Data protectioni Requirements for registration
The collection, processing, use, disclosure and transfer of personal data is governed by the Personal Data (Privacy) Ordinance (PDPO). It sets out six data protection principles (DPPs) drawn from the 1981 OECD Guidelines and the EU Directive at the time of its enactment in 1996, with some modifications. The employer as a data user will be required to comply with the DPPs and with the PDPO. Compliance with the PDPO is generally overseen by the Privacy Commissioner. Employers are not required to register with the Privacy Commissioner.
Personal data is defined in the PDPO as any data: (1) relating directly or indirectly to a living individual; (2) from which it is practicable for the identity of the individual to be directly or indirectly ascertained; and (3) in a form of which the access to or the processing of the data is practicable. Data that would typically fall within this definition would include the employee's name, address, telephone number, and passport and identity numbers.
Before an employer may collect any personal data from an employee, it must first provide the employee with a PICS. The PICS would usually be attached to the employee's offer of employment. Its content should include explicit statements as to the purposes for which the data is to be used, the classes of persons to whom the data may be transferred and whether it is obligatory or voluntary for the individual to supply the data.
If it is later proposed that the data be used for a purpose not expressly included in the PICS, the employer must obtain separate consent from the employee for that use. An employee is entitled to request access to his or her data and to correct it if necessary.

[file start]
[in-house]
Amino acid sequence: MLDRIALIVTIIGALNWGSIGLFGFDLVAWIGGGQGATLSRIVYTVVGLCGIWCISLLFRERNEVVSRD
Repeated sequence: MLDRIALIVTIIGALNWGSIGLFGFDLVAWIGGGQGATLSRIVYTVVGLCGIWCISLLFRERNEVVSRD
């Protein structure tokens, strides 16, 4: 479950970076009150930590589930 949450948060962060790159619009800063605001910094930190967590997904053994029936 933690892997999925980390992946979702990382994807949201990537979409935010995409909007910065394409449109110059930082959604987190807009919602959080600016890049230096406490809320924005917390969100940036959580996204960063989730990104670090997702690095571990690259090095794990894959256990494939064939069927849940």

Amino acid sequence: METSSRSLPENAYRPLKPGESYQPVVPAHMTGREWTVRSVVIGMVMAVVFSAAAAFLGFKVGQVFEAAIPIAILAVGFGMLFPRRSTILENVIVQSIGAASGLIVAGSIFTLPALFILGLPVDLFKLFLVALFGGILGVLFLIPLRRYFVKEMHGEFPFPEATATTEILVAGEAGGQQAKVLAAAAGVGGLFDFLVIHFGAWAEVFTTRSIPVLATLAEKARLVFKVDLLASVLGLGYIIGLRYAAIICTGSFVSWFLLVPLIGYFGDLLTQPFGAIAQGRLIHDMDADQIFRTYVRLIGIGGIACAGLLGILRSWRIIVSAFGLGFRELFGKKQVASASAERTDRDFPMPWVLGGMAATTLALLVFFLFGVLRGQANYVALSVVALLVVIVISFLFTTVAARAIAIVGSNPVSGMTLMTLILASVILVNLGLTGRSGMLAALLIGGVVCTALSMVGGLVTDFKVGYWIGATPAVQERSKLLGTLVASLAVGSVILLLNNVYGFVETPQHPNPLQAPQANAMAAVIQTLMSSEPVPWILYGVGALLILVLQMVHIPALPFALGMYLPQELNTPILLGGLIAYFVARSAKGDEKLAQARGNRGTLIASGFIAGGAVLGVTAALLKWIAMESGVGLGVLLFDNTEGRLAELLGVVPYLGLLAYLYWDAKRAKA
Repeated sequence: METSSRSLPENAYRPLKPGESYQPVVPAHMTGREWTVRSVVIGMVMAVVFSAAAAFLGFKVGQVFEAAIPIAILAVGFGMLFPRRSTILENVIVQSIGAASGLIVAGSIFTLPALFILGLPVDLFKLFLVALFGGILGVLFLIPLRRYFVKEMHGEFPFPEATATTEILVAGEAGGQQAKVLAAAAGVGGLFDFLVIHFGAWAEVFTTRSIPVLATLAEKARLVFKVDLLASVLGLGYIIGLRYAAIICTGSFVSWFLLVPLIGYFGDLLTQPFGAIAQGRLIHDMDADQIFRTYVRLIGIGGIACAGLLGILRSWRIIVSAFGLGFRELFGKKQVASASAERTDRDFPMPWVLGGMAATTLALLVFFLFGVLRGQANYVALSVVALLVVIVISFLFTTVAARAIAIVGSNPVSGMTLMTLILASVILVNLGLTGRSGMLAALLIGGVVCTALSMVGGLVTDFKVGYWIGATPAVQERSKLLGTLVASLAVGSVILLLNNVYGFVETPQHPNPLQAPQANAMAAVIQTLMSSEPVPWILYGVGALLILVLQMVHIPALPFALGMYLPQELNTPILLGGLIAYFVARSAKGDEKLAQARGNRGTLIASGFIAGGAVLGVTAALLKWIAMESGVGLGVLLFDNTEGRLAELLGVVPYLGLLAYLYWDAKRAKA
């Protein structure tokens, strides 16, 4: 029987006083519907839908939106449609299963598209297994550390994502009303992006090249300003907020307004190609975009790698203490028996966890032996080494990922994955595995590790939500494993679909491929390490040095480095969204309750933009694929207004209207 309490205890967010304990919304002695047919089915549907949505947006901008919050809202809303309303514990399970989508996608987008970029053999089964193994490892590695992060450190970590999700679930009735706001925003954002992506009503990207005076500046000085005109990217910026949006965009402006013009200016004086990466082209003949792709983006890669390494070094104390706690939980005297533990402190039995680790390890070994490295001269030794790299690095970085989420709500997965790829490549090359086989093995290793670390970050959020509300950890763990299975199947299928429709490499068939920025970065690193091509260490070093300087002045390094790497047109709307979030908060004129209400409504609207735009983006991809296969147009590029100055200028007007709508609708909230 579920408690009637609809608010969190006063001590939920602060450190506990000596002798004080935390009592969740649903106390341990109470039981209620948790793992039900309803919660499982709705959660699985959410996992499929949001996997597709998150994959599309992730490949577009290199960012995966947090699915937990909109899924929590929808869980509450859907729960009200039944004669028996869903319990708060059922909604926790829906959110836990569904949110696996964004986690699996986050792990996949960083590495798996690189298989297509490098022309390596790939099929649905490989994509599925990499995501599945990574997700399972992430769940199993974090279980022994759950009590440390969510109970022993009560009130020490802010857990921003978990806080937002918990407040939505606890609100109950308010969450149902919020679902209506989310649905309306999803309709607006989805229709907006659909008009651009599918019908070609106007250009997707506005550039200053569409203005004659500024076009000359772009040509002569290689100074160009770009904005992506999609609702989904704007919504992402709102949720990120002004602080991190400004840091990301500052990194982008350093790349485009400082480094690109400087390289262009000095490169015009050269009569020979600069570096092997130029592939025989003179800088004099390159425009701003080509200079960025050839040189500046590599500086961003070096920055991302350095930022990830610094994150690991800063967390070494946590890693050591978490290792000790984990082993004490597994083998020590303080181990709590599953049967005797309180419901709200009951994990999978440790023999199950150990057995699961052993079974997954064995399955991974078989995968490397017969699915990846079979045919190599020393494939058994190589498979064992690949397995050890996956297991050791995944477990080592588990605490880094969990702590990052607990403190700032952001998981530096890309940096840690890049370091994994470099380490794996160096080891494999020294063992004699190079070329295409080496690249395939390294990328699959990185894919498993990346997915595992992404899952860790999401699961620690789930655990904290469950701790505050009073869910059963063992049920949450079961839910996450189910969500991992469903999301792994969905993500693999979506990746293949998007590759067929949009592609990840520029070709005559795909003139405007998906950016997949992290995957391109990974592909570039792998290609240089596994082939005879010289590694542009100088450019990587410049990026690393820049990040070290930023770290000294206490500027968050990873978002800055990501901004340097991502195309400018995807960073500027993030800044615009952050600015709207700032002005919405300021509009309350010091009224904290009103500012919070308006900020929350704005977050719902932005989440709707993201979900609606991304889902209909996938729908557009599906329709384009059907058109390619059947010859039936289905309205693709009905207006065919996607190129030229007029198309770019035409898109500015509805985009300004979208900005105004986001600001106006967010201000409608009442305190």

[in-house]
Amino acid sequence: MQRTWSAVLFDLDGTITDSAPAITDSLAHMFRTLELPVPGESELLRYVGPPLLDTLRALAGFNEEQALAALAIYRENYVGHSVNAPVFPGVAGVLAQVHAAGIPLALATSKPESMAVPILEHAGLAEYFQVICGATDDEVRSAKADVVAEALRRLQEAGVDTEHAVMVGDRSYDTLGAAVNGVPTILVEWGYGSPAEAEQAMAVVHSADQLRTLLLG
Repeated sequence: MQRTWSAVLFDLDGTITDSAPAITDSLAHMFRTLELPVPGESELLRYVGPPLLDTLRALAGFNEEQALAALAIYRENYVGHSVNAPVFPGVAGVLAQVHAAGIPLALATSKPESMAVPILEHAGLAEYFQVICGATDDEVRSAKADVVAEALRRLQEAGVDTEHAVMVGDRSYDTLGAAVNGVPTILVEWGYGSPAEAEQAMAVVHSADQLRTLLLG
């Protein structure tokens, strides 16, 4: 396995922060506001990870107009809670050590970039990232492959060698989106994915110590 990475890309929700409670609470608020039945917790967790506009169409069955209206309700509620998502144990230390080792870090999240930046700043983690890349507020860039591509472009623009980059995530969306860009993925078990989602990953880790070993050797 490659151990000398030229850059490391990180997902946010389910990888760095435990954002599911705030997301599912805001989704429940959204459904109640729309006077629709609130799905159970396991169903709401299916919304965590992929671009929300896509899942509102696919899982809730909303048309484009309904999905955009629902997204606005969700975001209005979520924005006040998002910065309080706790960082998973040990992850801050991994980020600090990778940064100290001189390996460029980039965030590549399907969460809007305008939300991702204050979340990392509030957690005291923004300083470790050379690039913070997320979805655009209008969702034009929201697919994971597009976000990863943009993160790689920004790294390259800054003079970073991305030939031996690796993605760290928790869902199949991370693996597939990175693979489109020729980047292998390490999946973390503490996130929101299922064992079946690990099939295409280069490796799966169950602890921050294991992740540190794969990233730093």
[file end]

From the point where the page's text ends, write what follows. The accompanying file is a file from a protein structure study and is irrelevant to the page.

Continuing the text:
The employer should only retain personal data for as long as is necessary to fulfil its purpose. It is also required to take 'all practicable steps' to ensure that personal data held is protected against unauthorised or accidental access, processing, erasure or other use.ii Cross-border data transfers
Although the PDPO contains a provision for the regulation of transfers of personal data to a place outside Hong Kong, it has never been enacted. The DPPs, as described in subsection i, require that the employee be informed explicitly of the purpose for which the data is to be used, including a transfer out of the jurisdiction (i.e., in the PICS). If the purpose for this transfer does not fall within the original purposes stated in the PICS, then the consent of the employee must be obtained. In this circumstance, there is no requirement for a data protection agreement to be entered into.iii Sensitive data
No distinction is drawn between different types of personal data.iv Background checks
Background checks are permitted in Hong Kong and are commonly carried out against prospective employees. Criminal record checks made with the Hong Kong police are also permitted in limited situations, with the consent of the prospective employee. Hong Kong has legislation for the rehabilitation of offenders under which certain convicted offences will be treated as spent with the lapse of time, but they will remain on the record.